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Marine Biology

, Volume 160, Issue 10, pp 2687–2697 | Cite as

Mesocosm and in situ observations of the burrowing shrimp Calocaris templemani (Decapoda: Thalassinidea) and its bioturbation activities in soft sediments of the Laurentian Trough

  • Jean-Marc GagnonEmail author
  • Luc Beaudin
  • Norman Silverberg
  • Anne Mauviel
Original Paper

Abstract

In vivo observations in laboratory mesocosms and aquaria, accompanied with in situ photographic surveys, have shown that the burrowing shrimp Calocaris templemani has a significant impact on bottom sediment dynamics and geochemistry in the St. Lawrence Estuary. This burrowing shrimp establishes and maintains complex semi-permanent burrows made up of several interconnected, ‘U-shaped’ galleries with generally four or more openings to the sediment surface. In the Estuary, at 345 m depth, Calocaris average density was estimated at 3.4 individuals m−2. Observed individual burrows reached a maximum volume of 0.54 L. C. templemani displaces this volume of mostly anoxic sediments from the subsurface layers (down to 15 cm) to the sediment surface, thereby obscuring some of the natural stratification patterns. With an estimated turnover rate of about 8 L m−2 year−1 of sediment, our calculations suggest that over a period of about 18.75 years, all the sediment to a depth of 15 cm will have been reworked by C. templemani alone.

Keywords

Horizontal Transport Vertical Shaft Burrow Density Lawrence Estuary Opening Diameter 
These keywords were added by machine and not by the authors. This process is experimental and the keywords may be updated as the learning algorithm improves.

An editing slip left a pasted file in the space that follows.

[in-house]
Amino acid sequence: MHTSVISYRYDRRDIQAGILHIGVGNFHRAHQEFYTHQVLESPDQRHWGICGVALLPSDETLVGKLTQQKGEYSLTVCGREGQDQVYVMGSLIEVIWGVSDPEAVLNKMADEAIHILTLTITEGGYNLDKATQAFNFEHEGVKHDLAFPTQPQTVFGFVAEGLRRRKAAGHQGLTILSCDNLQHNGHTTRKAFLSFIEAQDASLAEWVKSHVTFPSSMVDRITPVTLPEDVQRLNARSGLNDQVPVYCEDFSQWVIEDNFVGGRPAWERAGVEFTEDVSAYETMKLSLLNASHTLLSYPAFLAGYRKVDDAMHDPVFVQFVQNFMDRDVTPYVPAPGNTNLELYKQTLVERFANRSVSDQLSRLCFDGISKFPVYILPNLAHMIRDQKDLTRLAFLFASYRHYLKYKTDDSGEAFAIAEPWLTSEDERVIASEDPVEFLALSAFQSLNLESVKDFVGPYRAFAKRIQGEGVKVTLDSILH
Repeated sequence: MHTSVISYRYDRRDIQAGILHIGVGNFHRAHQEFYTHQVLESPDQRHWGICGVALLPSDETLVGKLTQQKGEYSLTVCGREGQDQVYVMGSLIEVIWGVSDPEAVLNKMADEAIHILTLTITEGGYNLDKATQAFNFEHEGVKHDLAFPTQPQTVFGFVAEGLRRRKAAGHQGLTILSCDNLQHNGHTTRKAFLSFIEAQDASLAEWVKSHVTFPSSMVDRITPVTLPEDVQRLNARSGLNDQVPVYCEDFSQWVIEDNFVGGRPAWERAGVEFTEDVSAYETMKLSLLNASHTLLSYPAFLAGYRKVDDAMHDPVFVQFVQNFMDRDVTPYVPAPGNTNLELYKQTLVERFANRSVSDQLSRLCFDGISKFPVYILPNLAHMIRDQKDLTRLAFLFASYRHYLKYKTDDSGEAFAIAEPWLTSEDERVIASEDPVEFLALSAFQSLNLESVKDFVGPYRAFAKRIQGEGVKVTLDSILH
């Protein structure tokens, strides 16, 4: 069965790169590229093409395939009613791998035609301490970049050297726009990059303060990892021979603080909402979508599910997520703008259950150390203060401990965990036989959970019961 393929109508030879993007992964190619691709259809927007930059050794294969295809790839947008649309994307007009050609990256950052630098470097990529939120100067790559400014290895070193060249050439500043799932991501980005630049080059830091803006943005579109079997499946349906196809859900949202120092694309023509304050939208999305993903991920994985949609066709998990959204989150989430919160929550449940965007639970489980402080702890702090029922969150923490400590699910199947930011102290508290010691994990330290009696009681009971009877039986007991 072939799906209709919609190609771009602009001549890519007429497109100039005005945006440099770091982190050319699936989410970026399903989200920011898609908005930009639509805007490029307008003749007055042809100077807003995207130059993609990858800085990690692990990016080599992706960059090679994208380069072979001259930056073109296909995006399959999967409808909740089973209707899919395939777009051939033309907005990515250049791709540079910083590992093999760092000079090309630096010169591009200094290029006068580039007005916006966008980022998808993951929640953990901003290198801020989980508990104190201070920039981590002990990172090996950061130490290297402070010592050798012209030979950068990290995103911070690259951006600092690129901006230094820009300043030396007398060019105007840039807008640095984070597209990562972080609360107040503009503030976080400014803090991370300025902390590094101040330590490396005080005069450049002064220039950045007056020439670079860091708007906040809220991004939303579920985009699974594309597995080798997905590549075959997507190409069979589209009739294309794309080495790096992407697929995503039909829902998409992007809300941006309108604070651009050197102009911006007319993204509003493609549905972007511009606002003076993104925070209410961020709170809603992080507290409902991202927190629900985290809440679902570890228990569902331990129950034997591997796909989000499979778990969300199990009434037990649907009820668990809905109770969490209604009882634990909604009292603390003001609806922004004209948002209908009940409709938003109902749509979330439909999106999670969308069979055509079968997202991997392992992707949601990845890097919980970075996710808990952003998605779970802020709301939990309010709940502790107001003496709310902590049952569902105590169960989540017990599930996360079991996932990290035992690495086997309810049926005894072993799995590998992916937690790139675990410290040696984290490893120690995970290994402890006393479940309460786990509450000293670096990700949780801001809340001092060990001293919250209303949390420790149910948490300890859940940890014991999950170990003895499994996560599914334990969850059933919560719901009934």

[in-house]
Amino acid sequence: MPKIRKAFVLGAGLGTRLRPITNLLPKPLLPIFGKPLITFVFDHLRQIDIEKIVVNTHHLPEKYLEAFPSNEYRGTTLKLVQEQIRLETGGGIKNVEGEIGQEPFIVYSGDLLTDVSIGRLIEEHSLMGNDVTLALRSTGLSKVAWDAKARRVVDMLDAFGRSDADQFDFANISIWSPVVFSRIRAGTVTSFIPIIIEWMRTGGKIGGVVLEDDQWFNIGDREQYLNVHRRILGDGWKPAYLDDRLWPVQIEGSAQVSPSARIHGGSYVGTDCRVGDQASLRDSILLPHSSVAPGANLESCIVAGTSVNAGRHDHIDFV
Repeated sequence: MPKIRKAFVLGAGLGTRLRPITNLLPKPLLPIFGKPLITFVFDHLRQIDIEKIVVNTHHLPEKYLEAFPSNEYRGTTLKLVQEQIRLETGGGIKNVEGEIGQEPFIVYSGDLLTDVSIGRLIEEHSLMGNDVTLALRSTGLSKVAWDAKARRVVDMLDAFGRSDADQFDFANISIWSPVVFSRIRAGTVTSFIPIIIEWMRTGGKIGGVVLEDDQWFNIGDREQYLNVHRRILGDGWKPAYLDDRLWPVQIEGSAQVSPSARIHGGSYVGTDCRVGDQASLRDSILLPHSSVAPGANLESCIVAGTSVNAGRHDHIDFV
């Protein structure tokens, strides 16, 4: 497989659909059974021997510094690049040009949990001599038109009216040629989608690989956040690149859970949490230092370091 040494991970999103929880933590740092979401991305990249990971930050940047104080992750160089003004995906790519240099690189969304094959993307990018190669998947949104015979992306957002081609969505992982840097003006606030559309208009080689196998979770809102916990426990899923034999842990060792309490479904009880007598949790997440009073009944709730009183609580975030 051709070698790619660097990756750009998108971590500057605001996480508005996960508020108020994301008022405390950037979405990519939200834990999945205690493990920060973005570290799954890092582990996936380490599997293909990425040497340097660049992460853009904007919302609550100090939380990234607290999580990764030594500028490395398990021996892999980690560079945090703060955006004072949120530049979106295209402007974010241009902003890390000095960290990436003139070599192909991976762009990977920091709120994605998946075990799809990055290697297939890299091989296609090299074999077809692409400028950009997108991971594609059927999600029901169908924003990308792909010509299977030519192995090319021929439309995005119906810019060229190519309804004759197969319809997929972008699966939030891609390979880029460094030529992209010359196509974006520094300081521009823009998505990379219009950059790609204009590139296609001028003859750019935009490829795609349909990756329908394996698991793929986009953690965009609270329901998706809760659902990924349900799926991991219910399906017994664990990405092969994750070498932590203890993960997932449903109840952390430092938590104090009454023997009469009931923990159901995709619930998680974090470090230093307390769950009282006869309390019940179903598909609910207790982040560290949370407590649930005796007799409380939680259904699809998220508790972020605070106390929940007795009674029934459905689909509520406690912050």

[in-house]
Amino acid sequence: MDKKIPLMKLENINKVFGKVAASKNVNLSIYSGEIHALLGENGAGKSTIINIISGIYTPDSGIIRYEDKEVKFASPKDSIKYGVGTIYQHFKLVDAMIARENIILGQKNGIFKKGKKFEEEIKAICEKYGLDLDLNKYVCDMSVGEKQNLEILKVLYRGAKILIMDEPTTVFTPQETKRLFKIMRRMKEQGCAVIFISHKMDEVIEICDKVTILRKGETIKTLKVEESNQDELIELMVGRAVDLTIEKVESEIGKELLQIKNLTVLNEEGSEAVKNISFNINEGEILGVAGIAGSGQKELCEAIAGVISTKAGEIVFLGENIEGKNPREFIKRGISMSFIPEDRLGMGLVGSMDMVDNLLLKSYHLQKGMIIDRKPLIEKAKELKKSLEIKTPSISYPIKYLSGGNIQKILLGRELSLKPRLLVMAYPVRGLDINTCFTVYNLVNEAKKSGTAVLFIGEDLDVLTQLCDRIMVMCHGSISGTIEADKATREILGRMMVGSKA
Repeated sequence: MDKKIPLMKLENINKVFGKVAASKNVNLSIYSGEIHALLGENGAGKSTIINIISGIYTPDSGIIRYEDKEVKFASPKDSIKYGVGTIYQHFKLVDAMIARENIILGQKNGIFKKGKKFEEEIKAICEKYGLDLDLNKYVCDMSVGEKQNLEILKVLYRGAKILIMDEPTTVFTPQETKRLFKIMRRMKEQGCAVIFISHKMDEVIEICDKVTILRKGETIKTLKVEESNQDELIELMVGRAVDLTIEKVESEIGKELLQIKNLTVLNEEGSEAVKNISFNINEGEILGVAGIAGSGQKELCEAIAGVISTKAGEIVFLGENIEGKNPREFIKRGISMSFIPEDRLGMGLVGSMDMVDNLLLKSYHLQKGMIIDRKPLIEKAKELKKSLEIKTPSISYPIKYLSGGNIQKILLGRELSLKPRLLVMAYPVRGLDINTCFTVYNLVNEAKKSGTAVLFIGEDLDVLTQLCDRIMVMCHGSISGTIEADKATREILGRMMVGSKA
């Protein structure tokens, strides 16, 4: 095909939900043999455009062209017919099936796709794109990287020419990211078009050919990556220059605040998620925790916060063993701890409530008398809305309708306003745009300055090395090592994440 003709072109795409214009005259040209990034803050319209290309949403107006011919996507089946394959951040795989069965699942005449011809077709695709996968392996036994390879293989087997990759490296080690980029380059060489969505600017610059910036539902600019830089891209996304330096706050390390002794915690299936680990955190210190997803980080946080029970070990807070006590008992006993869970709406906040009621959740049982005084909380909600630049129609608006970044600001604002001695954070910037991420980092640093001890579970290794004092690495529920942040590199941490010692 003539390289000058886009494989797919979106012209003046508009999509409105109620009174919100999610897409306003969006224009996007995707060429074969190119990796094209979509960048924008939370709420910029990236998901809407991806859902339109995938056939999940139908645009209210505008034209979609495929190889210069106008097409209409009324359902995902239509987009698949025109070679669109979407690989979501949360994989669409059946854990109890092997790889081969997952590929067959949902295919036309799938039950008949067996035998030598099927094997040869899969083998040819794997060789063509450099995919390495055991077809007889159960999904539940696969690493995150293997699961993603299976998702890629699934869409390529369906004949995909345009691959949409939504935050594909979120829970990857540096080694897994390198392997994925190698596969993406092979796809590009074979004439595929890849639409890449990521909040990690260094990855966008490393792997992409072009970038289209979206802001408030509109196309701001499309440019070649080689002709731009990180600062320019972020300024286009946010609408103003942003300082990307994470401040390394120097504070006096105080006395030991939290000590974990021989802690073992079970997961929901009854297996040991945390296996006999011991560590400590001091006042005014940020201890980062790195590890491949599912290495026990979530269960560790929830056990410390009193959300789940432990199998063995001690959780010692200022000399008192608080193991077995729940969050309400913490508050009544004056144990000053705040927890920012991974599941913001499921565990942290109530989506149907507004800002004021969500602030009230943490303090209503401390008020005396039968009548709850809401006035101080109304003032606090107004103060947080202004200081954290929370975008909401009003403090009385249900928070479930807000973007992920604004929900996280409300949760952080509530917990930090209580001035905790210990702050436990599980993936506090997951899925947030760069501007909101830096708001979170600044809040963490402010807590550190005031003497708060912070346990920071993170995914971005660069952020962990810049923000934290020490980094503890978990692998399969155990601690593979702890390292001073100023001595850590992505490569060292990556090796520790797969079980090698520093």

Notes

Acknowledgments

This study was made possible through financial support for postdoctoral research to the first author (Département d’océanographie, Université du Québec à Rimouski; Institut Maurice-Lamontagne, Fisheries and Oceans Canada, Mont-Joli), financial and logistical support to N. Silverberg by the Institut Maurice-Lamontagne, and a research grant (Programme d’actions structurantes, Université du Québec à Rimouski) to A. Mauviel. We are grateful for the assistance received from the crew of the research vessel Fogo Isle; this project would not have been possible without their hard work. We are very thankful for the support and/or constructive suggestions provided by Bjorn Sundby, Deborah Steele, and Bernard Chenard, Richard Larocque, Denis Guay, and Steve Trottier, to name only a few of the devoted staff of Institut Maurice-Lamontagne that contributed to the Benthocosm Project and this study. Finally, we gratefully acknowledge the many helpful comments and suggestions received from Drs. Eunice H. Pinn and R. James A. Atkinson and two anonymous reviewers; the completion of this paper has benefited substantially from their comments.

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Copyright information

© Springer-Verlag Berlin Heidelberg 2013

Authors and Affiliations

  • Jean-Marc Gagnon
    • 1
    Email author
  • Luc Beaudin
    • 2
  • Norman Silverberg
    • 3
  • Anne Mauviel
    • 4
  1. 1.Research and Collections DivisionCanadian Museum of NatureOttawaCanada
  2. 2.Institut Maurice-LamontagneMinistère des Pêches et des Océans CanadaMont-JoliCanada
  3. 3.Centro Interdisciplinario de Ciencias MarinasLa PazMexico
  4. 4.ADPEP 50Saint LoFrance

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